Fixing FUBARS. If you forgot to white balance your camera (by selecting or shooting something white in the shooting arena before your capture session begins) you can usually fix that fast and dirty by going to the menu. Colors>Auto>White Balance. Most of the time this works, but sometimes it seems like the GIMP is on a controlled substance, and gives some truly silly results. In which case, it's time to hit the undo, and settle into some serious work on the levels.
Now to the meat of the matter. Resize in stages, and never more than half of the starting value in the pixel box. Depending on your camera and its settings, your originals are going to be huge. Way too big to post on-line. Select: Image>Scale Image. This gives you the dialogue box.
Fetching the dialogue box.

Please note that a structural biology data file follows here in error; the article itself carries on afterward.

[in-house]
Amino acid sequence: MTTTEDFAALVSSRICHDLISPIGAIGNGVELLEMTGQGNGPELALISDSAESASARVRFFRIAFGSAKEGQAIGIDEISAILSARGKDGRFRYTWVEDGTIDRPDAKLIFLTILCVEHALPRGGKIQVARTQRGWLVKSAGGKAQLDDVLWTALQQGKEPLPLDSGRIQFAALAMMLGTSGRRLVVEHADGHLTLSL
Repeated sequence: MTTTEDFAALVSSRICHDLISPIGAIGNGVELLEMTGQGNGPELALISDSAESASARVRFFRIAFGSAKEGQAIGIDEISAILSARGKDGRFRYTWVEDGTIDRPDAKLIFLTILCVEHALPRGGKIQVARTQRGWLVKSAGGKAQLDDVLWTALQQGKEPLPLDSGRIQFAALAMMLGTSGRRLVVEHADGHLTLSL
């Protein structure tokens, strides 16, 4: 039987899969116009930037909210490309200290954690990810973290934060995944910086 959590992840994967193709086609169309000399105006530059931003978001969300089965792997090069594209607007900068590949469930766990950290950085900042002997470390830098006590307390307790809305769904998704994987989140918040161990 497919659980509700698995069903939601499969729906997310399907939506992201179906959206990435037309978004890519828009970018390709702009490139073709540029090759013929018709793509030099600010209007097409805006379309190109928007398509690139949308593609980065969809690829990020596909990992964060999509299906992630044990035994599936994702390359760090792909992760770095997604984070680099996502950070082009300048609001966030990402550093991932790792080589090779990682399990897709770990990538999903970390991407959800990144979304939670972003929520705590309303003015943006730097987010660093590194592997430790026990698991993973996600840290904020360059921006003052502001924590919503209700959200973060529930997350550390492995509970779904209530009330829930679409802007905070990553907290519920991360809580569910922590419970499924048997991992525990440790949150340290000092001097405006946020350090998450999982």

A word to the wise here. Remember that everywhere you are going to be displaying these images -- thinks in RGB, and pixels. If you want to be synced up with your tools and your goals, you need to think in these terms yourself.
The Scale Image Dialogue.
Settings here should be as follows: Leave the ratio chain
linked. This eliminates having to double enter info. Width
is more of an issue in web work than depth, so focus your adjustments on this.
Leave this chain linked too, or things will get really ugly, really fast. Most cameras save jpegs at 72 dpi. If you're in Linux, your monitor and vid card are most likely set to 90~98 dpi, with a default of 96. Most everybody else is set there too, so try not to drop under that value. During the adjustment process, I usually alter the resolution settings to 400. Personal choice. Have it your way. Experiment with file sizes and resolutions until you hit on your own nirvana, just remember the lower you go, the worse it looks.